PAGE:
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Words are important. Words matter.

There are words I enjoying saying: you are forgiven, and hey, honey. There are words I enjoying receiving: nice job, and hi, dad.

There are words that appear in both scripture and worship resources. In the Ash Wednesday service, following the blessing, there is a sending that says:

Go forth into the world to serve God with gladness; be of good courage; hold fast to that which is good; render to no one evil for evil; strengthen the fainthearted; support the weak; help the afflicted; honor all people; love and serve; rejoicing in the power of the Holy Spirit.

I don’t like them because I’m confident I will keep the serious, difficult tasks set for me. I’m more likely to forget, or do a half way job, or do the opposite at times. I will fail, and being reminded of what one should be doing isn’t usually welcome. No, I like them because they remind me who I am, and what we’re about together — God with us, you with me.

Words, spoken often enough, can shape the way we think. And often, words express how we see the world. I am guilty of misusing them. I am guilty of not using them soon enough.

There are other words I don’t enjoy hearing, words that are said that cause harm. In such times, in the face of such words and the harm they cause, I seek other words, other outcomes, and see hope.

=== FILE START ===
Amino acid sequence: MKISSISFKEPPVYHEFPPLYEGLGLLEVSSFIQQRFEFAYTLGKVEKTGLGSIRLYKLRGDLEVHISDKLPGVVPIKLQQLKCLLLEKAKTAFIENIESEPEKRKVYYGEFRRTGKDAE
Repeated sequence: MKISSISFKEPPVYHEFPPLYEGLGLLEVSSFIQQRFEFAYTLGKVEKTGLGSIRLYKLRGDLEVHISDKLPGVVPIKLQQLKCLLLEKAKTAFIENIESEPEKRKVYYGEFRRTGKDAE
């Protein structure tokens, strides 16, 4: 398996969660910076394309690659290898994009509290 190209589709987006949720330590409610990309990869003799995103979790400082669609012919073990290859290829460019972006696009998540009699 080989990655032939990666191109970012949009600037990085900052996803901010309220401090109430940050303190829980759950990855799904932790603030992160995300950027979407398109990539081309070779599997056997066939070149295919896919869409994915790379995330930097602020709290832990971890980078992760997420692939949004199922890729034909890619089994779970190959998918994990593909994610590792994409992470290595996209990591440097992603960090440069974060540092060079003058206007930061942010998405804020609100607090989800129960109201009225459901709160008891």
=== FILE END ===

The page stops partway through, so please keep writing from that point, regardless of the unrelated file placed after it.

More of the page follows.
The village of Le Chambon Sur Lignon saved as many as 5,000 Jews from the Vichy regime. Decades later, the people who did not turn away or turn in a single person who came asked not to be called good, that they were doing what had to be done.

They were Huguenots who survived persecution. Sandhya Rani Jha conveys the story of Pastor Andre Trocme, who delivered a sermon after France surrendered to the Nazis. He said, “The responsibility of Christians is to resist the violence that will be brought to bear on their consciences through the weapons of the spirit.”

Chinue Sugihara was a foreign service worker who defied Imperial Japanese policy, and it’s alliance with Nazi Germany. From his consulate posting in Lithuania, he personally issued more than 2,000 transit visas, saving an estimated 6,000 Jews fleeing persecution. Levine Hillel reports him saying, “It is the kind of sentiments anyone would have when seeing them face to face; I myself thought this would be the right thing to do.”

Words, spoken often enough, can shape the way we think. And often, words express how we see the world. I am guilty of misusing them. I am guilty of not using them soon enough.

Words are important. Words matter.

Be of good courage.

Hold fast to that which is good.

Render to no one evil for evil.

Honor all people.

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Rev. Daniel Disch is pastor of Atonement Lutheran Church. He may be reached at 406-549-7792 or pastor@atonementmissoul.org.

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